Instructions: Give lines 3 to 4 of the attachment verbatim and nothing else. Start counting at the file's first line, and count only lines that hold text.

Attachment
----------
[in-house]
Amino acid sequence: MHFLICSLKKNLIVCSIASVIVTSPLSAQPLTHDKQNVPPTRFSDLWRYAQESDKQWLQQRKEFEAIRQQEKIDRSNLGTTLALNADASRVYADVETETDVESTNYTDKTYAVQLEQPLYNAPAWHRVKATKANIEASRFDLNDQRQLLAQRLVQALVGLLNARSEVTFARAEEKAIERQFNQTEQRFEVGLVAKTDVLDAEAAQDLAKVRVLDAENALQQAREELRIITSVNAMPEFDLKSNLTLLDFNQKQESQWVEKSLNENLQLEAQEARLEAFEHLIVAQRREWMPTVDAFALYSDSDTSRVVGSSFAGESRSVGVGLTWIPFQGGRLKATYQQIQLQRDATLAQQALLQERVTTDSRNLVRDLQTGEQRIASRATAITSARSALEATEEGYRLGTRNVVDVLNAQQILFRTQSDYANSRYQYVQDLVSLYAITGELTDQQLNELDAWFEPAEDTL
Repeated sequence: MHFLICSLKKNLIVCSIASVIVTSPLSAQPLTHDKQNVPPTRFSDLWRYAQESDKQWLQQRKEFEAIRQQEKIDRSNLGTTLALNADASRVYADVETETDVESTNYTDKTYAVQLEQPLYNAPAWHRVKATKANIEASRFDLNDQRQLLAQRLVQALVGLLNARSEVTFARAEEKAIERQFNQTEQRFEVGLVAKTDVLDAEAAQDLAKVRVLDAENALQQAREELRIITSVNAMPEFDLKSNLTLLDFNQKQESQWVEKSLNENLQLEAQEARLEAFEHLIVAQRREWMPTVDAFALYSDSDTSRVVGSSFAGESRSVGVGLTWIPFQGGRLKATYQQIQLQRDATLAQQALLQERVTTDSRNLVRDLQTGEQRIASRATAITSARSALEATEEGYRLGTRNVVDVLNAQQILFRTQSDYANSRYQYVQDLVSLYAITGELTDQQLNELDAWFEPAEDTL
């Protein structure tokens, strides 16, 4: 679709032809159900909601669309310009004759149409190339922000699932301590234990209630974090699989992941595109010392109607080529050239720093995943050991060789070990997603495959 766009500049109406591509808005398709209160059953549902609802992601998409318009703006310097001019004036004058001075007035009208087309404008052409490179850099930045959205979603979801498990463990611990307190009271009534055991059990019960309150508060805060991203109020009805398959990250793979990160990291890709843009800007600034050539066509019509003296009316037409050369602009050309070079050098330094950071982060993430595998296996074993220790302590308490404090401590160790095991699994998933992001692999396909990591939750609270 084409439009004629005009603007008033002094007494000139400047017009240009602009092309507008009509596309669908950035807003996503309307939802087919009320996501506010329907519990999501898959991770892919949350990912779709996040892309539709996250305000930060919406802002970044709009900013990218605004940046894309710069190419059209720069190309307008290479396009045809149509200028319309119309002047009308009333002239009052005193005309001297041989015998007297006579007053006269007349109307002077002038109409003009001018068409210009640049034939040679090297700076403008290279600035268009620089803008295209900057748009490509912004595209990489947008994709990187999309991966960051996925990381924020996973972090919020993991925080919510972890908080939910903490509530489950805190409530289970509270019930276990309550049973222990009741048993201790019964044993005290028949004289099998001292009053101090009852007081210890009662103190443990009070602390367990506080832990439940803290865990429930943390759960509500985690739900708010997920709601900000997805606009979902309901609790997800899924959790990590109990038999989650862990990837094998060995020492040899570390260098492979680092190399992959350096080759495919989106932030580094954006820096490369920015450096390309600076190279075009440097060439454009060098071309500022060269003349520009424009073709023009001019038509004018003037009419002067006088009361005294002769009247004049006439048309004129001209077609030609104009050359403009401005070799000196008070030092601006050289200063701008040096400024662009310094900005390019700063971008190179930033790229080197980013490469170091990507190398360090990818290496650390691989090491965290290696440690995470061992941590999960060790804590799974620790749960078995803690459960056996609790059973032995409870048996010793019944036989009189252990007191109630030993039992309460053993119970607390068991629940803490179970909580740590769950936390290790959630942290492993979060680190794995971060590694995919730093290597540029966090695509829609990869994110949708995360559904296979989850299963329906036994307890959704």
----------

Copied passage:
Repeated sequence: MHFLICSLKKNLIVCSIASVIVTSPLSAQPLTHDKQNVPPTRFSDLWRYAQESDKQWLQQRKEFEAIRQQEKIDRSNLGTTLALNADASRVYADVETETDVESTNYTDKTYAVQLEQPLYNAPAWHRVKATKANIEASRFDLNDQRQLLAQRLVQALVGLLNARSEVTFARAEEKAIERQFNQTEQRFEVGLVAKTDVLDAEAAQDLAKVRVLDAENALQQAREELRIITSVNAMPEFDLKSNLTLLDFNQKQESQWVEKSLNENLQLEAQEARLEAFEHLIVAQRREWMPTVDAFALYSDSDTSRVVGSSFAGESRSVGVGLTWIPFQGGRLKATYQQIQLQRDATLAQQALLQERVTTDSRNLVRDLQTGEQRIASRATAITSARSALEATEEGYRLGTRNVVDVLNAQQILFRTQSDYANSRYQYVQDLVSLYAITGELTDQQLNELDAWFEPAEDTL
């Protein structure tokens, strides 16, 4: 679709032809159900909601669309310009004759149409190339922000699932301590234990209630974090699989992941595109010392109607080529050239720093995943050991060789070990997603495959 766009500049109406591509808005398709209160059953549902609802992601998409318009703006310097001019004036004058001075007035009208087309404008052409490179850099930045959205979603979801498990463990611990307190009271009534055991059990019960309150508060805060991203109020009805398959990250793979990160990291890709843009800007600034050539066509019509003296009316037409050369602009050309070079050098330094950071982060993430595998296996074993220790302590308490404090401590160790095991699994998933992001692999396909990591939750609270 084409439009004629005009603007008033002094007494000139400047017009240009602009092309507008009509596309669908950035807003996503309307939802087919009320996501506010329907519990999501898959991770892919949350990912779709996040892309539709996250305000930060919406802002970044709009900013990218605004940046894309710069190419059209720069190309307008290479396009045809149509200028319309119309002047009308009333002239009052005193005309001297041989015998007297006579007053006269007349109307002077002038109409003009001018068409210009640049034939040679090297700076403008290279600035268009620089803008295209900057748009490509912004595209990489947008994709990187999309991966960051996925990381924020996973972090919020993991925080919510972890908080939910903490509530489950805190409530289970509270019930276990309550049973222990009741048993201790019964044993005290028949004289099998001292009053101090009852007081210890009662103190443990009070602390367990506080832990439940803290865990429930943390759960509500985690739900708010997920709601900000997805606009979902309901609790997800899924959790990590109990038999989650862990990837094998060995020492040899570390260098492979680092190399992959350096080759495919989106932030580094954006820096490369920015450096390309600076190279075009440097060439454009060098071309500022060269003349520009424009073709023009001019038509004018003037009419002067006088009361005294002769009247004049006439048309004129001209077609030609104009050359403009401005070799000196008070030092601006050289200063701008040096400024662009310094900005390019700063971008190179930033790229080197980013490469170091990507190398360090990818290496650390691989090491965290290696440690995470061992941590999960060790804590799974620790749960078995803690459960056996609790059973032995409870048996010793019944036989009189252990007191109630030993039992309460053993119970607390068991629940803490179970909580740590769950936390290790959630942290492993979060680190794995971060590694995919730093290597540029966090695509829609990869994110949708995360559904296979989850299963329906036994307890959704």